Edward McGlynn Gaffney Jr.March 5, 2007 - 5:03pm0 comments
A Catholic View
Michael L. Fitzgerald and John Borelli
Orbis Books. $25, 192 pp.
After Vatican II, ecumenical dialogue and interreligious dialogue became central to the life of the church. No one expressed this more lucidly or succinctly than Pope John Paul II at the conclusion of the First World Day of Prayer for Peace on October 27, 1986. Addressing representatives of all major world religions who were gathered in Assisi, the pope stated: “Either we learn to walk together in peace and harmony, or we drift apart and ruin ourselves and others.”
Faced with a Kierkegaardian either/or, who could prefer wars of religion over learning to walk together in peace and harmony? The simple, yet profound answer is obvious, and it has guided the authors of this book, two of Catholicism’s leading figures in interreligious dialogue.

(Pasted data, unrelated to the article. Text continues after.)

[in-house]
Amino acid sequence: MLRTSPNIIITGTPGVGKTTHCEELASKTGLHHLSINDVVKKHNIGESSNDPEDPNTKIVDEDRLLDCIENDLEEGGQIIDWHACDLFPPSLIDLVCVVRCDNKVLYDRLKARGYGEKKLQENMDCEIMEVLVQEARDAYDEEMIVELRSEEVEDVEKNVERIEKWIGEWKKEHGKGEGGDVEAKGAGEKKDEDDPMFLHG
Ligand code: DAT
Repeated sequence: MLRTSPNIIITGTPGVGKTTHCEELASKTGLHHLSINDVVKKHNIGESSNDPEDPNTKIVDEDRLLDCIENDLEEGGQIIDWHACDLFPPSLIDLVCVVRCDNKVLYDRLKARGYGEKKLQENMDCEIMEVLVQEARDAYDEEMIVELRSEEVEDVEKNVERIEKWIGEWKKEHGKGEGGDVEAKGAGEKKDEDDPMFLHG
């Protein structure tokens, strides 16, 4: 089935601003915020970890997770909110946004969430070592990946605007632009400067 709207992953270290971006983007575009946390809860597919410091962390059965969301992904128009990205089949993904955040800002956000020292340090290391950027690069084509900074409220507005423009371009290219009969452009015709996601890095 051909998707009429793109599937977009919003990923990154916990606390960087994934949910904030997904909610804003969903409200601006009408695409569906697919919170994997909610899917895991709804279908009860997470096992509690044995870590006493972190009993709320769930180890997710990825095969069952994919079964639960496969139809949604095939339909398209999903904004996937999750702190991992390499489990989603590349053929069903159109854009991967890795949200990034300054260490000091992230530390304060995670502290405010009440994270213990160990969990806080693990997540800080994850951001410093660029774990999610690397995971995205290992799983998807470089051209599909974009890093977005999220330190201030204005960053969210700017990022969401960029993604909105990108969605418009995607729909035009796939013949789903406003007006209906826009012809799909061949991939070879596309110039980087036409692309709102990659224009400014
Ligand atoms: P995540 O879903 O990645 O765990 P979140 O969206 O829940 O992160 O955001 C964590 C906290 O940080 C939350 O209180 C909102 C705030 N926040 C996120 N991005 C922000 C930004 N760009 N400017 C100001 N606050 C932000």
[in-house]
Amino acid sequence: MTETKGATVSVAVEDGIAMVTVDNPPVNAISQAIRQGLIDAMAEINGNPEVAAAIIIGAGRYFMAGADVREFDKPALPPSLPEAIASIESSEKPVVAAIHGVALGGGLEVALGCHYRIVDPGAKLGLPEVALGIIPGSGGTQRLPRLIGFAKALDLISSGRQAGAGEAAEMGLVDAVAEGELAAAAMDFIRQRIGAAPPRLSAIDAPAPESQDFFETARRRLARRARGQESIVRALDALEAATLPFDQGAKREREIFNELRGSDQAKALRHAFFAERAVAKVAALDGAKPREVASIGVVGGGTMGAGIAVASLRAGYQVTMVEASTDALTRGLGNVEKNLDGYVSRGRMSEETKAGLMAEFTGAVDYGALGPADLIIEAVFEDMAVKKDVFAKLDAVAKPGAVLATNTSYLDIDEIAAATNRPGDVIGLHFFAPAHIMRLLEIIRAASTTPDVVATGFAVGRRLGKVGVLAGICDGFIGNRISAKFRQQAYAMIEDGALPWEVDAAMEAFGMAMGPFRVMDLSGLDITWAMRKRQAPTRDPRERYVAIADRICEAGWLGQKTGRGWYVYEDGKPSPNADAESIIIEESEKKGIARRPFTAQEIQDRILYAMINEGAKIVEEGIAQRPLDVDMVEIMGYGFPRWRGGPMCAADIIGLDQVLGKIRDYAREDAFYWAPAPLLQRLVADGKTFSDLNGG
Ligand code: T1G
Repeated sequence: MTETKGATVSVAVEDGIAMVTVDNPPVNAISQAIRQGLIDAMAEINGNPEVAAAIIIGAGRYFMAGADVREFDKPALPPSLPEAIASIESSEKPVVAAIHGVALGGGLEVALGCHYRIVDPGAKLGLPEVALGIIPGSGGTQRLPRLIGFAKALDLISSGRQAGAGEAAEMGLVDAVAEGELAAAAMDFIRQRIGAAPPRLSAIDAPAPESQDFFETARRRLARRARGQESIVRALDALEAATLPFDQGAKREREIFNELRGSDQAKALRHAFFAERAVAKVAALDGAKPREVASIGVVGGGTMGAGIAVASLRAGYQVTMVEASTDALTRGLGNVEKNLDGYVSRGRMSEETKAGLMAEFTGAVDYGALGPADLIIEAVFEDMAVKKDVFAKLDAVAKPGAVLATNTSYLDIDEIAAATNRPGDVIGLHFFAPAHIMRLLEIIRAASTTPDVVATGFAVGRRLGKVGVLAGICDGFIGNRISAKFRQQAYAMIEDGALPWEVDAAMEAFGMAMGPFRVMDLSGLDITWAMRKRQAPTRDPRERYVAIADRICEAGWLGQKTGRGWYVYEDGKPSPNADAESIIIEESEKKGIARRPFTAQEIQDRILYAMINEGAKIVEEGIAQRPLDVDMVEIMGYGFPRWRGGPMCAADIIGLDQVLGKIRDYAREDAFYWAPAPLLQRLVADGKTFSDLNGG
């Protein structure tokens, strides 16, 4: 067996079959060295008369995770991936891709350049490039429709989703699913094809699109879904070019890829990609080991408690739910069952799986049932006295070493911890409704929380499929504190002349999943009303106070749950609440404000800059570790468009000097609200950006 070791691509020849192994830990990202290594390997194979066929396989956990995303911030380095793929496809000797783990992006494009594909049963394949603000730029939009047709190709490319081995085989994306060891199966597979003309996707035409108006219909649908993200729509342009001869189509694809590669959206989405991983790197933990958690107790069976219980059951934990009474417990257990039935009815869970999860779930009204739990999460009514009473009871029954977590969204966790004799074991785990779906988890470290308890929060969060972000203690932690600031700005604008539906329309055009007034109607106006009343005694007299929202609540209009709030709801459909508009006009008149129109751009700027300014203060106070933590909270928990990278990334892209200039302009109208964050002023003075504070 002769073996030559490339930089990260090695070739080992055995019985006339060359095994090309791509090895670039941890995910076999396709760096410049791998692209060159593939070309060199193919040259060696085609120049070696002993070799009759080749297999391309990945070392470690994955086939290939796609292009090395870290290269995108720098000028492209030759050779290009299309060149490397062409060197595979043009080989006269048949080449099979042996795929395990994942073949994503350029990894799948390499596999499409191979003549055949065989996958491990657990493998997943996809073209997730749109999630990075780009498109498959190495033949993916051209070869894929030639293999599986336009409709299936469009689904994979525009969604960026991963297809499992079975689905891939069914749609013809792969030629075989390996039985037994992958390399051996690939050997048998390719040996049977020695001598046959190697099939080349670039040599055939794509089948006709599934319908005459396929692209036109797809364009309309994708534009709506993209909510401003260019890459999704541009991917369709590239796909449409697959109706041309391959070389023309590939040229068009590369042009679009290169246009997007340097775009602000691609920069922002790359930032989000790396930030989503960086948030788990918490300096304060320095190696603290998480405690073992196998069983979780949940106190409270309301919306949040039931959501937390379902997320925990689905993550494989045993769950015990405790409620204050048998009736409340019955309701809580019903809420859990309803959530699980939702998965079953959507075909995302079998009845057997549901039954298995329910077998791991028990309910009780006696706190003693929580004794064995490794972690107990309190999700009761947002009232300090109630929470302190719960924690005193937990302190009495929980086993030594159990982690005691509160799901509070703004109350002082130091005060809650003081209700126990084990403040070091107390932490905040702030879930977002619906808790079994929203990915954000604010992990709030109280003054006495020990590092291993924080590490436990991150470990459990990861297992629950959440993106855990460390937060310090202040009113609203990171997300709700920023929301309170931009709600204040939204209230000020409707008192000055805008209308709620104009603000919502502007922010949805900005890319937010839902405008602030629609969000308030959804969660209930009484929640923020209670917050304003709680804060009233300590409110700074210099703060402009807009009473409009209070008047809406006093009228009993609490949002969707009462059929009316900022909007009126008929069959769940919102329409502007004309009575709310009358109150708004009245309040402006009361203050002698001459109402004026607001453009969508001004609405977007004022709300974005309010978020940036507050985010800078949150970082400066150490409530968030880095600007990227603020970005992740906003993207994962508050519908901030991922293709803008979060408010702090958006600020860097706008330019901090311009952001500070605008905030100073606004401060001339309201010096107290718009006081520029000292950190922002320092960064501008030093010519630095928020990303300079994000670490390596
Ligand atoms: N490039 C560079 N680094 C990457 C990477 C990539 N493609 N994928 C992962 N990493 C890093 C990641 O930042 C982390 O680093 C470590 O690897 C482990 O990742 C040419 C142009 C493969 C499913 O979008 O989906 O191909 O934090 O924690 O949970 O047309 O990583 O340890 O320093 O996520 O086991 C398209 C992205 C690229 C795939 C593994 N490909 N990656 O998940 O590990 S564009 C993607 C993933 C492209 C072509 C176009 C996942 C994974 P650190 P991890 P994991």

Each contributes an autobiographical account of how he came to work in this area of the church’s mission. Both grew up as Catholics surrounded by a majority population that was not always friendly: Michael Fitzgerald in an Irish-Catholic neighborhood in the English Midlands, and John Borelli in overwhelmingly Baptist Oklahoma City. The experience of hostility and isolation made it easy for Catholics to nurture a siege mentality and a sense of aloofness and superiority. What could we possibly learn from “them” that we didn’t already know better? Fitzgerald recalls that one could not say an Our Father together with a Protestant and that the word “dialogue” was “not part...